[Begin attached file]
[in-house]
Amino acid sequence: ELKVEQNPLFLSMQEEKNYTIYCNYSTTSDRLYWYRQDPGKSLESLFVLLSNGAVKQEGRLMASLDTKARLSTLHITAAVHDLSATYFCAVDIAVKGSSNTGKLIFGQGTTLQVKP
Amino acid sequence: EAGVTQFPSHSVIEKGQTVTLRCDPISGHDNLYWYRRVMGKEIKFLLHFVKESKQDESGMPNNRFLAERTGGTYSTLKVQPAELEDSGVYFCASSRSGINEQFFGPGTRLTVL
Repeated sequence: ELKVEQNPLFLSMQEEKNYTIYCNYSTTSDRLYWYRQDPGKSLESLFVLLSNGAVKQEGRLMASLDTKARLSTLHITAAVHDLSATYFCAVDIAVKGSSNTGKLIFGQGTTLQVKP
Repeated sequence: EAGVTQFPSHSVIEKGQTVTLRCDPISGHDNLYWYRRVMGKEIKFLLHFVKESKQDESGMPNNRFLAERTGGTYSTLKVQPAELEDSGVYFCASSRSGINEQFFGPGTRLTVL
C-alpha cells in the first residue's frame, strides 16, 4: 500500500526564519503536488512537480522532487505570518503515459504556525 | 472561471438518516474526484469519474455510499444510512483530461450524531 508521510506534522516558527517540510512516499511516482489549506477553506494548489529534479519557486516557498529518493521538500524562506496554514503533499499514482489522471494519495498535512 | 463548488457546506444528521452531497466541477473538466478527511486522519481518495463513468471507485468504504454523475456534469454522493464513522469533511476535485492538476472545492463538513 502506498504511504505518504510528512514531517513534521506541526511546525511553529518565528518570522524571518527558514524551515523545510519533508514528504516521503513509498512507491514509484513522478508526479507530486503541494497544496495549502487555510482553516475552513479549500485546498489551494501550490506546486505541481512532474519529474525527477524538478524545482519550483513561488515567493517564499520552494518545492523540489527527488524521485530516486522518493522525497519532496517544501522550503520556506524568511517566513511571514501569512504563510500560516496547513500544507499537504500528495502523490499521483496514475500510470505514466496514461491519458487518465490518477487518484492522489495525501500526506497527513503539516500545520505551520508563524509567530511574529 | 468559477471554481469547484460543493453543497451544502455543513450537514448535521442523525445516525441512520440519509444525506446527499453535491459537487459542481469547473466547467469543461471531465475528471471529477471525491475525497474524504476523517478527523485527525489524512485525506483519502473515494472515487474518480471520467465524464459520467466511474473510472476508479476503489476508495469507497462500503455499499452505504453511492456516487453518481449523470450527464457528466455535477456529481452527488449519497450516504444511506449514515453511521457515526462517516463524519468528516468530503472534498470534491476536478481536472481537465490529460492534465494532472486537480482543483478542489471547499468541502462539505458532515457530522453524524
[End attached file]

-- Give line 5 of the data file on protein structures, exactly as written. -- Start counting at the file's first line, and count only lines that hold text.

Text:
Repeated sequence: EAGVTQFPSHSVIEKGQTVTLRCDPISGHDNLYWYRRVMGKEIKFLLHFVKESKQDESGMPNNRFLAERTGGTYSTLKVQPAELEDSGVYFCASSRSGINEQFFGPGTRLTVL